Every so often I hear the expression "lean and mean" applied to United States industries. This week I heard it again, in an ASTD webcast called "Closing the Skills Gap," which focused on the challenge of filling U.S. jobs that require certain skills.
The expression was used by Stacy Jarrett Wagner, managing director of the Center for Workforce Success of the National Association of Manufacturers. She said that manufacturers have to be "lean and mean" to be successful. The phrase stood out because Ms. Jarrett Wagner was focusing on how to attract people into high-paying, highly skilled manufacturing jobs.
Are people attracted to a lean and mean industry? What does "lean and mean" mean?
I decided to look closely at the words and their definitions. These definitions of lean come from The American Heritage Dictionary of the English Language, Fourth Edition:
lean: 1. Not fleshy or fat; thin. 2. Containing little or no fat. 3a. Not productive or prosperous; meager: lean years. b. Containing little excess or waste; spare: a lean budget. c. Thrifty in management; economical: "Company leaders know their industries must be lean to survive."
Many of those lean definitions are positive, and they make sense to describe industry efforts to be successful. So far, so good. Let’s look at mean, also from The American Heritage Dictionary of the English Language, Fourth Edition:
mean: 1a. Selfish in a petty way; unkind. b. Cruel, spiteful, or malicious. 2. Ignoble, base: a mean motive. 3. Miserly; stingy. 4a. Low in quality or grade; inferior. b. Low in value or amount; paltry. 5. Common or poor in appearance; shabby. 6. Low in social status; of humble origin. 7. Humiliated or ashamed. 8. In poor physical condition; sick or debilitated. 9. Extremely unpleasant or disagreeable: The meanest storm in years. 10. (Informal) Ill-tempered. 11. (Slang) a. Hard to cope with; difficult or troublesome: He throws a mean fast ball. b. Excellent, skillful: She plays a mean game of bridge.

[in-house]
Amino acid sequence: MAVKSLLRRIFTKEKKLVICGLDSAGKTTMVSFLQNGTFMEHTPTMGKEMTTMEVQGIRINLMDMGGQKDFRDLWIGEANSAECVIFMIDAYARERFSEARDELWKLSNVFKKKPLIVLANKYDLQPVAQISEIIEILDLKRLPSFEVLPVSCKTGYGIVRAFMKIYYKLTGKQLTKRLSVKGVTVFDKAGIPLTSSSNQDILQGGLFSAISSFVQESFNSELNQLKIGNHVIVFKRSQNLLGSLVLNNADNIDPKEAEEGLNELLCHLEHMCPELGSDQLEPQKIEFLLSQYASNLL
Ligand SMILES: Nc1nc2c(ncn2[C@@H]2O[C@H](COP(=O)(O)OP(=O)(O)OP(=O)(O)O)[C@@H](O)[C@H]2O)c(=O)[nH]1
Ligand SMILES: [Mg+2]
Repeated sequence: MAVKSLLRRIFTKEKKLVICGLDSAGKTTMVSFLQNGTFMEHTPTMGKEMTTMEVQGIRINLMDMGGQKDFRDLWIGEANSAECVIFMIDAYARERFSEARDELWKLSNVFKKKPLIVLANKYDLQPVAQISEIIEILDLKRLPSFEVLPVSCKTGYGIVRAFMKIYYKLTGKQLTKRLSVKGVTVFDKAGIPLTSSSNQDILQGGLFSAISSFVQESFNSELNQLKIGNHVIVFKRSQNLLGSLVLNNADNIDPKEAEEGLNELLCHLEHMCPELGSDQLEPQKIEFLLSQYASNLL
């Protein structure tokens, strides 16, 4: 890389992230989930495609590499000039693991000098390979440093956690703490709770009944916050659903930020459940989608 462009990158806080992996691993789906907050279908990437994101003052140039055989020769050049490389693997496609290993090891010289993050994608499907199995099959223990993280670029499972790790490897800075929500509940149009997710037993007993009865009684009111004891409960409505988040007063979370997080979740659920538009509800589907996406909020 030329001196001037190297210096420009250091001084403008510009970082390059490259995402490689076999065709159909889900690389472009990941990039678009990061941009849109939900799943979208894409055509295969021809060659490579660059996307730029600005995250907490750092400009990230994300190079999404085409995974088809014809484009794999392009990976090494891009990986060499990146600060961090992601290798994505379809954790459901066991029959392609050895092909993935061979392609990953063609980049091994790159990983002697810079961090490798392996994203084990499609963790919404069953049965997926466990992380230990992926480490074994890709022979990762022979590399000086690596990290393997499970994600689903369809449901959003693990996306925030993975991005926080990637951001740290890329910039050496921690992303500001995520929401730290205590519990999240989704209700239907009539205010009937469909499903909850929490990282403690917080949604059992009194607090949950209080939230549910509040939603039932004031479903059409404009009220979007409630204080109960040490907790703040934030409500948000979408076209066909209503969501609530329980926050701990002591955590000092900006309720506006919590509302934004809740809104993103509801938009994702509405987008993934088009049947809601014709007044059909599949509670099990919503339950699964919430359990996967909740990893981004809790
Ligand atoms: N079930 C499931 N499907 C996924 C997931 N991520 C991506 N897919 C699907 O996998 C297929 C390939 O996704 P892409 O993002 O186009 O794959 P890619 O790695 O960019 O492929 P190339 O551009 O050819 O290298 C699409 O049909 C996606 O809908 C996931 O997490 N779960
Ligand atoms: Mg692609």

Except for its last definition, which is slang, the word mean has only very negative meanings. Does mean really describe U.S. manufacturers? I hope it doesn’t.
I believe manufacturers and other companies and organizations must cast off the expression "lean and mean" if they want to attract highly skilled, intelligent, committed workers.
Recognizing the value of rhyme and punch, I suggest that they substitute this phrase: "lean and keen."
Keen is a wonderful world. Among its definitions in The American Heritage Dictionary are these positive descriptions:
- Having a fine sharp cutting edge or point [Sounds fine for manufacturing]
- Having or marked by quick intelligence and acuity
- Acutely sensitive, as in "a keen ear"
- Sharp, vivid, strong
- Ardent, enthusiastic
Language matters. It colors our perceptions and our actions. That’s why I’m pushing for a new slogan in manufacturing, health care, high tech, pharmaceuticals, communications, and other industries: "lean and keen." I’m predicting that if industries perceive, describe, and conduct themselves as lean and keen, skilled workers will be drawn to them.
What do you think?
Other search spellings: defenition, defention, defintion, manufcature, manufacteur, associaton